Her assessment of the US Centers for Disease Control and Prevention’s (CDC) lack of progress in green-lighting sailings is admirably diplomatic amid growing frustrations from stateside cruise bosses and political leaders in recent weeks.
“I don’t believe [the CDC] are ignoring the industry on purpose as they’ve had so much to focus on, but I believe it’s time [to act], and they’re taking notice.”
Talk of restarts is a welcome tonic compared with this time last year, when Covid’s ever-tightening grip saw the March launch of Celebrity Apex in Southampton cancelled and its fleet begin a prolonged suspension.
I ask Lutoff-Perlo how she has coped during the enforced shutdown and where her and her team’s efforts have been focused. Echoing Royal Group chief Richard Fain’s “Never let a good crisis go to waste” mantra, she says she has coined one of her own: “Wake up and look for the silver lining in the Covid-19 cloud”.
For Lutoff-Perlo, this silver lining was having the time to explore and develop new strategies and onboard experiences.
“I thought, ‘we can’t just be focused on this pandemic, we need to focus on our future’. That was very different from what was going on in the rest of the industry – other brands were just focused on what it was going to take to come out of the pandemic.
“We were trying to say, ‘OK, we’re going to come out of this – but who do we want to be when that happens?’” Lutoff-Perlo admits her leadership style has also adapted to suit the challenges.
“Things that are innate in me as a leader have had to be amplified, and others de-amplified. I’ve always led with my head and a lot of my heart and I think those things have been inversed this past year.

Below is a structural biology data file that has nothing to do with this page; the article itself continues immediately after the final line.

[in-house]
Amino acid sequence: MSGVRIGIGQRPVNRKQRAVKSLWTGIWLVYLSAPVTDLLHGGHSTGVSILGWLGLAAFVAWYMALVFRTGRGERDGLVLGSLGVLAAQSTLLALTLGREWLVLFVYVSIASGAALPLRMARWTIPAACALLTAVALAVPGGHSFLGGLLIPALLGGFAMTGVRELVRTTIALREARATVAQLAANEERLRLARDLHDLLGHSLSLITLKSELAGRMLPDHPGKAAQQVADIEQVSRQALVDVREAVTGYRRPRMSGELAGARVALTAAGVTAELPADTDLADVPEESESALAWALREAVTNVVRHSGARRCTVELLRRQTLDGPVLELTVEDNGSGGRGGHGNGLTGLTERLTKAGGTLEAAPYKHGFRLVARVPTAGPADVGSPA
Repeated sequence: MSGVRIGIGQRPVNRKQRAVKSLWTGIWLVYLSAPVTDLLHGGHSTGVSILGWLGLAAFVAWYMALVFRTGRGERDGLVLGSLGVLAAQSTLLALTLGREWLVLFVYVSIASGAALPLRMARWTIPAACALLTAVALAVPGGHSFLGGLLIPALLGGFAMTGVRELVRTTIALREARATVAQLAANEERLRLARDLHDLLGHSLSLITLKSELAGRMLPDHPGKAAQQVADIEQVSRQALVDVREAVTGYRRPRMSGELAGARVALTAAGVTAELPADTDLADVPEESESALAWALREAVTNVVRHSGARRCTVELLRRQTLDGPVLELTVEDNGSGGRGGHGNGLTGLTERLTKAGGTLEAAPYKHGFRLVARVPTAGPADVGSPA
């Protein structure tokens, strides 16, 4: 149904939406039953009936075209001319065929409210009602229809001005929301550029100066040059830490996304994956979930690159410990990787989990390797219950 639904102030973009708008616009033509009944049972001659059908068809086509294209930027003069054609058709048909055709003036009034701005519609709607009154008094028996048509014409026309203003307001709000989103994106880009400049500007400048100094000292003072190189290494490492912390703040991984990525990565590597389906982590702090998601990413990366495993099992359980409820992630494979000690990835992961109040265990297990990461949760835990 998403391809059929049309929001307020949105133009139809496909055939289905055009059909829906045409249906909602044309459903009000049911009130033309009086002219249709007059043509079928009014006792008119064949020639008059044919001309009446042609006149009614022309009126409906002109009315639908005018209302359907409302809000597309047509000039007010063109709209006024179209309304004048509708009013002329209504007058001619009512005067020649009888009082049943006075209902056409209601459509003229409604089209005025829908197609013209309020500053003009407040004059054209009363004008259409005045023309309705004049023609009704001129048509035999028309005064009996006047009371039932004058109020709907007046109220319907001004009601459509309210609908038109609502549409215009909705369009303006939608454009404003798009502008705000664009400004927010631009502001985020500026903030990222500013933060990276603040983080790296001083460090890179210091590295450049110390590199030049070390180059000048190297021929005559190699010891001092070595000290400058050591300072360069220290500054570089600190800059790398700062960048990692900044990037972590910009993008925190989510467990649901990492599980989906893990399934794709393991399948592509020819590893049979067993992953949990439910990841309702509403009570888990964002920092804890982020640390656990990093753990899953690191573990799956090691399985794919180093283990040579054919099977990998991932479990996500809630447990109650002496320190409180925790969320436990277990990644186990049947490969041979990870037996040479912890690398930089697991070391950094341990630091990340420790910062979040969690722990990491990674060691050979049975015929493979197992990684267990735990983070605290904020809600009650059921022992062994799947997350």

“The telling part for me was when my team told me I’m a much different leader than I was before. I guess I just pivoted from the pressure and the focus on results to say: ‘OK, let’s take a deep breath, let’s think about our future and let’s keep this all going.’ I think people appreciated that a lot.”
One area Celebrity does want to “amplify” as the world emerges from the pandemic is its programme of “positive impact tours”, initially developed pre-Covid and further established during the pause in sailings.
The line is aiming to “dig deep” into the communities it visits, contribute more to local economies and offer volunteer opportunities to guests “to help in a meaningful way”, Lutoff-Perlo says.
Looking even further into the future, she teases a “great announcement” soon about third Edge-class ship Celebrity Beyond– promising to build on the sustainability successes of the Edge series.
That environmental emphasis will no doubt bode well to help the brand meet post-Covid demand – with Lutoff-Perlo predicting a strong bounceback “for at least three to five years”.
“I don’t believe it’s going to take a long time to ramp up,” she insists. “We’re not meant to live in our homes for a year at a time with no social contact and no travelling or experiencing the world.
“Cruise will be the way we can start doing that and feel good again,” she smiles. “We’ll probably come out of this and do extraordinarily well.”